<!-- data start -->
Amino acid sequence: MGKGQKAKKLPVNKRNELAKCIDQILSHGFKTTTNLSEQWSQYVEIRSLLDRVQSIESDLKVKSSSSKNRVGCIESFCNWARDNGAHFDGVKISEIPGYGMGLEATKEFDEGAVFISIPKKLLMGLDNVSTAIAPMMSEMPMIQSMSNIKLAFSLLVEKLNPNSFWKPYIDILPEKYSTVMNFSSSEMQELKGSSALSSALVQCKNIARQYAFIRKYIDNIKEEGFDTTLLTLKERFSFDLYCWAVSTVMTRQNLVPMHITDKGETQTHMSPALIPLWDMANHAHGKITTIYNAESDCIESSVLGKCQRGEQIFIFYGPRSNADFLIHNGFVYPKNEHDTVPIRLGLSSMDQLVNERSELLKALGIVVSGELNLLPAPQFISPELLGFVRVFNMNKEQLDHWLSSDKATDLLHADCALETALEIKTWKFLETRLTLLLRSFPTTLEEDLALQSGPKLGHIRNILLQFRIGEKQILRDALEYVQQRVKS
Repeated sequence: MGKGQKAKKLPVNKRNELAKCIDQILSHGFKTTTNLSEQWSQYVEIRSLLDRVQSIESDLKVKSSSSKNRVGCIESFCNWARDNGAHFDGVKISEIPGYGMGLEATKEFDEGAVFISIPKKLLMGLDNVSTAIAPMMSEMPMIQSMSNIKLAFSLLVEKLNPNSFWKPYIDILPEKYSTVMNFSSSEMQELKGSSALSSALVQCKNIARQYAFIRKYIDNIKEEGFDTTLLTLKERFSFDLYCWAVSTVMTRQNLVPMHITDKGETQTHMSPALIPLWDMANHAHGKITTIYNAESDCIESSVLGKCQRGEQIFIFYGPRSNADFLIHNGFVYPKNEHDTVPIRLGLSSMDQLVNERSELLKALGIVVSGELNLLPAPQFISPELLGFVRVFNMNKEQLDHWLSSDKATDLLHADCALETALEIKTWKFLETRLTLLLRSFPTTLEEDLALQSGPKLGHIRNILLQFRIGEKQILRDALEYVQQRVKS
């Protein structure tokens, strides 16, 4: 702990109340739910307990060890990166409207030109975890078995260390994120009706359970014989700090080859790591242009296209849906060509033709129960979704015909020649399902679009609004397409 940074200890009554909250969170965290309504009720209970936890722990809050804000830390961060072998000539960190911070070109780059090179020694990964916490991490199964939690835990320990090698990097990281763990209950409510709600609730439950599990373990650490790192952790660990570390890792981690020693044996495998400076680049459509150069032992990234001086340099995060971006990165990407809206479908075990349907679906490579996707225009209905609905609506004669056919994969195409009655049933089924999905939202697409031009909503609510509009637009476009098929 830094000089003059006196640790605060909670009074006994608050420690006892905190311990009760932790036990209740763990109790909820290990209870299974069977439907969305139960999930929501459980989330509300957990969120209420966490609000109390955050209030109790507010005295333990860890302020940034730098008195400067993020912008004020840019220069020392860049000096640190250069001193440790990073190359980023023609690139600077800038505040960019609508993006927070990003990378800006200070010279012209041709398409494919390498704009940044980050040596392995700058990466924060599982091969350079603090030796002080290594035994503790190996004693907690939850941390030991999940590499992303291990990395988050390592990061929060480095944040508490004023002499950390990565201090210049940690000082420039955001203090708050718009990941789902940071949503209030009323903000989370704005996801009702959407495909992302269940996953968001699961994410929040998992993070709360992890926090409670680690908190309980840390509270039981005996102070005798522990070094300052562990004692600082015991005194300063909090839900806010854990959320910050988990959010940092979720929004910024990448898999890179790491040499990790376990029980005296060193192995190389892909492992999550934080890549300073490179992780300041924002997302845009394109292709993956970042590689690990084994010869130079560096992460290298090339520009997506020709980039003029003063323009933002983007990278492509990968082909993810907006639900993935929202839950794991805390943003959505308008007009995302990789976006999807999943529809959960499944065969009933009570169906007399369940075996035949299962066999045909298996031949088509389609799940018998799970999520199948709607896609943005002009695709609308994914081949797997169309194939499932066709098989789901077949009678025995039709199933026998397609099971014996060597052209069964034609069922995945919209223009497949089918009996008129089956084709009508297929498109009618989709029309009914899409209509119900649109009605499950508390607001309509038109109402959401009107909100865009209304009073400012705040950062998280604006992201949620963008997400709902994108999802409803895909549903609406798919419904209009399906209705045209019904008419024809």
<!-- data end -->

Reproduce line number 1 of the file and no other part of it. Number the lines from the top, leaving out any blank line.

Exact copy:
Amino acid sequence: MGKGQKAKKLPVNKRNELAKCIDQILSHGFKTTTNLSEQWSQYVEIRSLLDRVQSIESDLKVKSSSSKNRVGCIESFCNWARDNGAHFDGVKISEIPGYGMGLEATKEFDEGAVFISIPKKLLMGLDNVSTAIAPMMSEMPMIQSMSNIKLAFSLLVEKLNPNSFWKPYIDILPEKYSTVMNFSSSEMQELKGSSALSSALVQCKNIARQYAFIRKYIDNIKEEGFDTTLLTLKERFSFDLYCWAVSTVMTRQNLVPMHITDKGETQTHMSPALIPLWDMANHAHGKITTIYNAESDCIESSVLGKCQRGEQIFIFYGPRSNADFLIHNGFVYPKNEHDTVPIRLGLSSMDQLVNERSELLKALGIVVSGELNLLPAPQFISPELLGFVRVFNMNKEQLDHWLSSDKATDLLHADCALETALEIKTWKFLETRLTLLLRSFPTTLEEDLALQSGPKLGHIRNILLQFRIGEKQILRDALEYVQQRVKS